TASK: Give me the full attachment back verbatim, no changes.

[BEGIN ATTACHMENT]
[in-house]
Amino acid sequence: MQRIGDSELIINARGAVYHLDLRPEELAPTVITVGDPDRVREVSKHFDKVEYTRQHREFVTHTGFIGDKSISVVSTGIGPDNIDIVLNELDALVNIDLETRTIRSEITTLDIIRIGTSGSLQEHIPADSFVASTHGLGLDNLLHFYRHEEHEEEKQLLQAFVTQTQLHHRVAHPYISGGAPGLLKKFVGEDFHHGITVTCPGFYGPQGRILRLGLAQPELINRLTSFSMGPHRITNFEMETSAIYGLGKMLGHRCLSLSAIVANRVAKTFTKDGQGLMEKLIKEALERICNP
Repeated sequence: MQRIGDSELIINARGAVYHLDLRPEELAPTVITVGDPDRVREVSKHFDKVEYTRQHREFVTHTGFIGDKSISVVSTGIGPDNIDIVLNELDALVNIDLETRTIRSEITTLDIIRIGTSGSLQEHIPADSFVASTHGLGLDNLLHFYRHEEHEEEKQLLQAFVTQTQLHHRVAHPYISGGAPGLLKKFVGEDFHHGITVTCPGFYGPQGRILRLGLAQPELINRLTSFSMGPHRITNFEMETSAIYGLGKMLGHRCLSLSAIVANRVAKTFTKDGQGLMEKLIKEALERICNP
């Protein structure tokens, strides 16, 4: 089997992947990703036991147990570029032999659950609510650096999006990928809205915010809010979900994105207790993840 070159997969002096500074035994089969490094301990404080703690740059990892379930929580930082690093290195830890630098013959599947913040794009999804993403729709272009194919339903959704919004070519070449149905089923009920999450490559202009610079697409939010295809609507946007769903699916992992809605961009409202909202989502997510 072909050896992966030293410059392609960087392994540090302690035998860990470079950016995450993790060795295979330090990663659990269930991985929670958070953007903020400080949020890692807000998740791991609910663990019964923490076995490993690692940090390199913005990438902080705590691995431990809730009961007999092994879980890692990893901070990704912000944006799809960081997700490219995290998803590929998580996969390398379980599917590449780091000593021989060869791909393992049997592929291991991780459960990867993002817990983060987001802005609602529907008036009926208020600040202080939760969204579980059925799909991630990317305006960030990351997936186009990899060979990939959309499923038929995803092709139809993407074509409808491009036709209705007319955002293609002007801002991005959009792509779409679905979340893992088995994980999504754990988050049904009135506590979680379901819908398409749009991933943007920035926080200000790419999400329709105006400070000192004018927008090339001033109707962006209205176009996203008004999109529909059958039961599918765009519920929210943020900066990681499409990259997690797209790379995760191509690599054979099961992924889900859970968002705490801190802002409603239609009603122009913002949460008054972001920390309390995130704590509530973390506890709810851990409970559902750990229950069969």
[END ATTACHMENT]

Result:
[in-house]
Amino acid sequence: MQRIGDSELIINARGAVYHLDLRPEELAPTVITVGDPDRVREVSKHFDKVEYTRQHREFVTHTGFIGDKSISVVSTGIGPDNIDIVLNELDALVNIDLETRTIRSEITTLDIIRIGTSGSLQEHIPADSFVASTHGLGLDNLLHFYRHEEHEEEKQLLQAFVTQTQLHHRVAHPYISGGAPGLLKKFVGEDFHHGITVTCPGFYGPQGRILRLGLAQPELINRLTSFSMGPHRITNFEMETSAIYGLGKMLGHRCLSLSAIVANRVAKTFTKDGQGLMEKLIKEALERICNP
Repeated sequence: MQRIGDSELIINARGAVYHLDLRPEELAPTVITVGDPDRVREVSKHFDKVEYTRQHREFVTHTGFIGDKSISVVSTGIGPDNIDIVLNELDALVNIDLETRTIRSEITTLDIIRIGTSGSLQEHIPADSFVASTHGLGLDNLLHFYRHEEHEEEKQLLQAFVTQTQLHHRVAHPYISGGAPGLLKKFVGEDFHHGITVTCPGFYGPQGRILRLGLAQPELINRLTSFSMGPHRITNFEMETSAIYGLGKMLGHRCLSLSAIVANRVAKTFTKDGQGLMEKLIKEALERICNP
């Protein structure tokens, strides 16, 4: 089997992947990703036991147990570029032999659950609510650096999006990928809205915010809010979900994105207790993840 070159997969002096500074035994089969490094301990404080703690740059990892379930929580930082690093290195830890630098013959599947913040794009999804993403729709272009194919339903959704919004070519070449149905089923009920999450490559202009610079697409939010295809609507946007769903699916992992809605961009409202909202989502997510 072909050896992966030293410059392609960087392994540090302690035998860990470079950016995450993790060795295979330090990663659990269930991985929670958070953007903020400080949020890692807000998740791991609910663990019964923490076995490993690692940090390199913005990438902080705590691995431990809730009961007999092994879980890692990893901070990704912000944006799809960081997700490219995290998803590929998580996969390398379980599917590449780091000593021989060869791909393992049997592929291991991780459960990867993002817990983060987001802005609602529907008036009926208020600040202080939760969204579980059925799909991630990317305006960030990351997936186009990899060979990939959309499923038929995803092709139809993407074509409808491009036709209705007319955002293609002007801002991005959009792509779409679905979340893992088995994980999504754990988050049904009135506590979680379901819908398409749009991933943007920035926080200000790419999400329709105006400070000192004018927008090339001033109707962006209205176009996203008004999109529909059958039961599918765009519920929210943020900066990681499409990259997690797209790379995760191509690599054979099961992924889900859970968002705490801190802002409603239609009603122009913002949460008054972001920390309390995130704590509530973390506890709810851990409970559902750990229950069969």